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Brown Blasts EPA Decision

Wednesday, December 19, 2007
Contact: (415) 703-5837

WASHINGTON DC--California Attorney General Edmund G. Brown Jr. today blasted the United States Environmental Protection Agency’s rejection of California’s request to impose greenhouse gas emissions limits on motor vehicles.

“It is completely absurd to assert that California does not have a compelling need to fight global warming by curbing greenhouse gas emissions from cars,” Brown said. “There is absolutely no legal justification for the Bush administration to deny this request--Governor Schwarzenegger and I are preparing to sue at the earliest possible moment.”

Under the Clean Air Act, California can adopt stricter standards by requesting a waiver from EPA and such requests have been approved more than 50 times in the past. California’s law requires a 30 percent reduction in greenhouse gas emissions standards from motor vehicles by 2016.

Sixteen other states—Arizona, Colorado, Connecticut, Florida, Maine, Maryland, Massachusetts, New Jersey, New Mexico, New York, Oregon, Pennsylvania, Rhode Island, Utah, Vermont, Washington—have adopted, or are in the process of adopting California’s emissions standards

Approval of California’s waiver would have meant that other states get approval automatically.

Congress passed the Clean Air Act in 1963 and subsequent amendments in 1967, 1970 and 1977 expressly allowed California to impose stricter environmental regulations in recognition of the state’s “compelling and extraordinary conditions,” including topography, climate, high number and concentration of vehicles and its pioneering role in vehicle emissions regulation. Brown said Congress intended the state to continue its pioneering efforts at adopting stricter motor vehicle emissions standards, far more advanced than the federal rules.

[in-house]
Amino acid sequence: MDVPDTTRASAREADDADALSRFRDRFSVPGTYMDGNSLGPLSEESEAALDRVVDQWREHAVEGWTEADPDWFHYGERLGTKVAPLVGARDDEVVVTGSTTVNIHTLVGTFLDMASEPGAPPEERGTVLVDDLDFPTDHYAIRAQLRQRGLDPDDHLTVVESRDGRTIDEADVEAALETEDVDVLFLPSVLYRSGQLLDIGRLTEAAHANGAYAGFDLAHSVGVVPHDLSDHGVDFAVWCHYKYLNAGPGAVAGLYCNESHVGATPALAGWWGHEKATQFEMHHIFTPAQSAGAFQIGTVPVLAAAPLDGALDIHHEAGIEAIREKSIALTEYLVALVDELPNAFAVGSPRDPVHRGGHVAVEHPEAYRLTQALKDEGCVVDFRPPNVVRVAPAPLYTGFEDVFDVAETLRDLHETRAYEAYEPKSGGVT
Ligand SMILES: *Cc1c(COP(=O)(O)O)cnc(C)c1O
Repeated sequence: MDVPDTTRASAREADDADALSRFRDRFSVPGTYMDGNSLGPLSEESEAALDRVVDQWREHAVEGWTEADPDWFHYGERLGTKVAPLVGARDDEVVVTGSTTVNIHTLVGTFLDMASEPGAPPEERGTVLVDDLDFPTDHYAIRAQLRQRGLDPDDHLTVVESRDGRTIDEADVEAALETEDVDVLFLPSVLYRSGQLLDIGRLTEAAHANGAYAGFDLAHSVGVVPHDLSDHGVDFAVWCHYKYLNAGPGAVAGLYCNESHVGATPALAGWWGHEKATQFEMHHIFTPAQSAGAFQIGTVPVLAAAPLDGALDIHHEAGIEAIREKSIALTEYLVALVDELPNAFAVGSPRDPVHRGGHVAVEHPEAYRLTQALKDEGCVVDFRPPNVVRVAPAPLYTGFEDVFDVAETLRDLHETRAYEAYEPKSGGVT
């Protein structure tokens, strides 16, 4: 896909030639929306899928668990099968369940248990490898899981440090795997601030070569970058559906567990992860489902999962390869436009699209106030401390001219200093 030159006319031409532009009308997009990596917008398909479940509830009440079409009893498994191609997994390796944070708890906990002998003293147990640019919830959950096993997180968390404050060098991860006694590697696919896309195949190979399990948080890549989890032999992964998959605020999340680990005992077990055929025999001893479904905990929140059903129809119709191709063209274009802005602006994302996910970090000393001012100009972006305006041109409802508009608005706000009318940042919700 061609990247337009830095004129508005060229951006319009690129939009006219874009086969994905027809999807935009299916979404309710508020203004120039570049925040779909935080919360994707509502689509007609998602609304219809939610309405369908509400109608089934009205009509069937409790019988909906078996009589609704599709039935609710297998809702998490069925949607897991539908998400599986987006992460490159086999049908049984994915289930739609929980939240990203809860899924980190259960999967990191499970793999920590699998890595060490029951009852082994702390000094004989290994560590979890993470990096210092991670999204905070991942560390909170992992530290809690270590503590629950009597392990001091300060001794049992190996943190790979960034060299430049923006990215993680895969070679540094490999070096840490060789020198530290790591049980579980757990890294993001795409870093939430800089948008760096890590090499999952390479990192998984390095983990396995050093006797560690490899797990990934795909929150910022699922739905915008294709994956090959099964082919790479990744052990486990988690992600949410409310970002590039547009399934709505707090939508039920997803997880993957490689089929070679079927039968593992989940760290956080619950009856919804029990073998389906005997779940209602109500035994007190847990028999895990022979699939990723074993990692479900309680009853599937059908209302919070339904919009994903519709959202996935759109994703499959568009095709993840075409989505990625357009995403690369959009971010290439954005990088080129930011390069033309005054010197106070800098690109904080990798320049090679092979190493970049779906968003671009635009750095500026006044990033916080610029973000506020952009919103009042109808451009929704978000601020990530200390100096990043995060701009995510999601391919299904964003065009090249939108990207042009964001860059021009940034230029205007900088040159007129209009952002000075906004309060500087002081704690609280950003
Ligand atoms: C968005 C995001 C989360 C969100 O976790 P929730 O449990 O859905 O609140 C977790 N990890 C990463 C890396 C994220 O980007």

Section 307 of the Clean Air Act gives California the authority to challenge a waiver decision by the US Environmental Protection Agency. The state must file a petition to review the EPA’s waiver decision within 60 days after it is published in the Federal Register.

Earlier this month the U.S. District Court in Fresno concluded that both California and the United States Environmental Protection Agency are equally empowered under the Clean Air Act to set regulations limiting greenhouse gas emissions from motor vehicles. The court also ruled that California regulations do not conflict with federal authority.

Under the Clean Air Act, California can adopt stricter emissions standards than the federal government—thereby allowing other states to also adopt the standards—but the state must first obtain a waiver of federal preemption from the Environmental Protection Agency. California filed its request in December 2005 and has been awaiting a response ever since.

There are 32 million registered vehicles in California, twice the number of any other state. Cars generate 20% of all human-made carbon dioxide emissions in the United States, and at least 30% of such emissions in California. If California’s landmark global warming law—and the corresponding 30% improvement in emissions standards—were adopted nationally, the United States could cut annual oil imports by $100 billion dollars, at $50 per barrel.

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